To understand my statements you must understand my history. Born to West Indian immigrants in Brooklyn NY, my life was shaped in diversity. As the case with many children, the concept of racism, and evils in the world went completely over my head. When my family moved to an affluent town in New Jersey, these concepts escaped me even more. Although racism was sporadically discussed at home, I never took it seriously, nor did I entertain the thought of its existence. I was under the impression that my family was stuck in their own ways and would not let the past be the past. To be honest, my family is very diverse in itself so the “American” outlook on life was not my primary lens. To further explain this disposition, as one of the only African American children in my schools; most of my friends were caucasian, I could not fathom that those who were my friends could be “racist”. In fact, I know and love many caucasian people who are what I would consider to be very good, respectable, and wholesome people. However, I could never reconcile one factor. I did not like my own skin nor those who looked like me. On the outside it was ok, I was able to talk and float between cultures, which now plays in my favor. Yet, for a long period of time I struggled with what W.E.B DuBois calls in his novel “The Souls of Black Folk” , a "double consciousness”. Du Bois describe this as:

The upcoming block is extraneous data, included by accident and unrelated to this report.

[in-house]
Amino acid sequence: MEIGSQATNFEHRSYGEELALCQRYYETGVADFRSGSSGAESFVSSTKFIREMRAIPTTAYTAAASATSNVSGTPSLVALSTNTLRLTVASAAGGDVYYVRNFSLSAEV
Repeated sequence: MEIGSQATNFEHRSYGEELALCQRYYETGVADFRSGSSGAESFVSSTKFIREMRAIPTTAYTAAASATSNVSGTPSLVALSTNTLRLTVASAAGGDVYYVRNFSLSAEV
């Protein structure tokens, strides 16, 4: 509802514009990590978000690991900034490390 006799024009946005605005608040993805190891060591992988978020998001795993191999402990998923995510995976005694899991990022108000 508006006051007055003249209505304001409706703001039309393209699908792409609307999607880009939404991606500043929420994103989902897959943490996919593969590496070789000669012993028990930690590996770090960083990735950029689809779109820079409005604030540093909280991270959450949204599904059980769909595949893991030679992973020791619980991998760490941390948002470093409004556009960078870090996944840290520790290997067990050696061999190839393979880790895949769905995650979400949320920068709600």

“A peculiar sensation, this double-consciousness, this sense of always looking at one’s self through the eyes of others, of measuring one’s soul by the tape of a world that looks on in amused contempt and pity. One ever feels his two-ness, an American, a Negro; two souls, two thoughts, two unreconciled strivings; two warring ideals in one dark body, whose dogged strength alone keeps it from being torn asunder. The history of the American Negro is the history of this strife- this longing to attain self-conscious manhood, to merge his double self into a better and truer self. In this merging he wishes neither of the older selves to be lost. He does not wish to Africanize America, for America has too much to teach the world and Africa. He wouldn’t bleach his Negro blood in a flood of white Americanism, for he knows that Negro blood has a message for the world. He simply wishes to make it possible for a man to be both a Negro and an American without being cursed and spit upon by his fellows, without having the doors of opportunity closed roughly in his face”.